According to the stipulated facts, the appointment of the costs of survey in the aforementioned cadastral record, was ordered on February 26, 1923.  Hence, the payment thereof could be demanded as a lien within two years from that date.  Payment was demanded of the defendant on September 19, 1933, many years after the special assessment in question has become due; for from the year 1923, the date of the apportionment, until September 19, 1933, when the defendant was required to pay the sum of P233.55 plus 6 per cent interest per annum from 1923, more than ten years have elapsed.

Under Act No. 3081, which, as above stated, was the law in force when the Pampanga Sugar Mills purchased lot 702, it was the duty of the registrar of deeds, under paragraph (b) of section 18 thereof, to demand of the vendor before registering the deed of sale of the lot, to exhibit the receipt showing that the said incumbrance or lien has already been paid.  If the apportionment of costs has not yet been decreed, the same section 18, paragraph (b), provides that the registrar shall endorse on the certificate of transfer issued by him the incumbrance or lien appearing on the former certificate as guarantee of the payment of the costs above referred to.

In the original certificate of title of said lot issued on September 3, 1920 in favor of Martina Martin, it was stated: "a first lien in favor of the Insular Government to guarantee the payment of the fees and special taxes assessed pursuant to the provisions of sections 17 and 18 of Act No. 2259, as amended by Act No. 2558."  This incumbrance was not stated in the transfer certificate of title in favor of Thomas J. Piffard who purchased the lot in question from Martina Martin. Hence, when Pampanga Sugar Mills purchased said lot from Piffard, no incumbrance appeared on the latter's transfer certificate of title.  Consequently, the incumbrance in question was likewise not stated in the certificate of title issued in favor of Pampanga Sugar Mills. In these circumstances, "pursuant to the provisions of section 39 of Act No. 496, as amended by Act No. 2011 (Pampanga Sugar Mills), an assignee of title is not and cannot be held responsible for any obligation not appearing on the Torrens title assigned and transferred to (it)  him. That is to say, no claim or obligation can affect (its) his right of owner ship as a subsequent holder of the title unless said claim or obligation has been previously endorsed or noted on the title".  (Vargas & Mañalac, Philippine Land Registration Law, p. 347.)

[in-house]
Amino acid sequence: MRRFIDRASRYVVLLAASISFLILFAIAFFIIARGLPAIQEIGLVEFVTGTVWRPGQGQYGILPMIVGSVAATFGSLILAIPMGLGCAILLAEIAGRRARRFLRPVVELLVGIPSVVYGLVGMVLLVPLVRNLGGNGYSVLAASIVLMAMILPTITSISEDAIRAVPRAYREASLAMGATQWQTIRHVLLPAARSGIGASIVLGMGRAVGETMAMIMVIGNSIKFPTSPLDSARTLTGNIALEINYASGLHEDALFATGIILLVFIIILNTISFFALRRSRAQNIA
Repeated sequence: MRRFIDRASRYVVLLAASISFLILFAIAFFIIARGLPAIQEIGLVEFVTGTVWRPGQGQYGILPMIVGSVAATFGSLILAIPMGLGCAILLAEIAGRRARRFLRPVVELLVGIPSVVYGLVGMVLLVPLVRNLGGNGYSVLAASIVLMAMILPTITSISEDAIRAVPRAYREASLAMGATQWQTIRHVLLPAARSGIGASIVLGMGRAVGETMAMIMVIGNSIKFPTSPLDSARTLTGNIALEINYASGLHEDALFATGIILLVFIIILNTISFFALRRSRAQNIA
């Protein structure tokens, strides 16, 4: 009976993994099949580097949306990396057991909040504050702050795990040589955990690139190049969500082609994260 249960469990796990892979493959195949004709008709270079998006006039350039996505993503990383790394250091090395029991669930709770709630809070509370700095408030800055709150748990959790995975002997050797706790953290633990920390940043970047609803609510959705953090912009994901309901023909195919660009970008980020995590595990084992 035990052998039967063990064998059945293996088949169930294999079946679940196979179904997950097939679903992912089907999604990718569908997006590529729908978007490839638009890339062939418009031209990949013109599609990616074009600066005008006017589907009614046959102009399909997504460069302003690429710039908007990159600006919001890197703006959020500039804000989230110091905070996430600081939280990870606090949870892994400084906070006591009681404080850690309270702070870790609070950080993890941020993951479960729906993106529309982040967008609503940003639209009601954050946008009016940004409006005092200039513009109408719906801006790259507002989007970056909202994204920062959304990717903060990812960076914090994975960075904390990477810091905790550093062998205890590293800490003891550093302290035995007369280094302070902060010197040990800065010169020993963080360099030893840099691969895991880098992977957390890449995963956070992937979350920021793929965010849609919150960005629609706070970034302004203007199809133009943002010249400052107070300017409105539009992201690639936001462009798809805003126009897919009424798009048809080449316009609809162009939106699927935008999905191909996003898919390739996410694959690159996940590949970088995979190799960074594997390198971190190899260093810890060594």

"The general purpose of the Land Registration Act was to create an indefeasible title and one free from all charges, Hens and incumbrances except those preserved against it by special mention in the decree of registration or by provision of law."  (De Jesus vs. City of Manila, 29 Phil. 73).

"The title intended to be created by the Land Registration Act is one not subject to hidden defects, to undeveloped or inchoate claims, to any sort of restriction, limitation or reduction except those named in the certificate of registration and in the law itself as having been preserved against the land."  (De Jesus vs. City of Manila, supra.)

The appealed decision is affirmed, without costs.  So ordered.

Avanceña, C. J., Villa-Real, Imperial, Diaz, Laurel, and Moran, JJ., concur.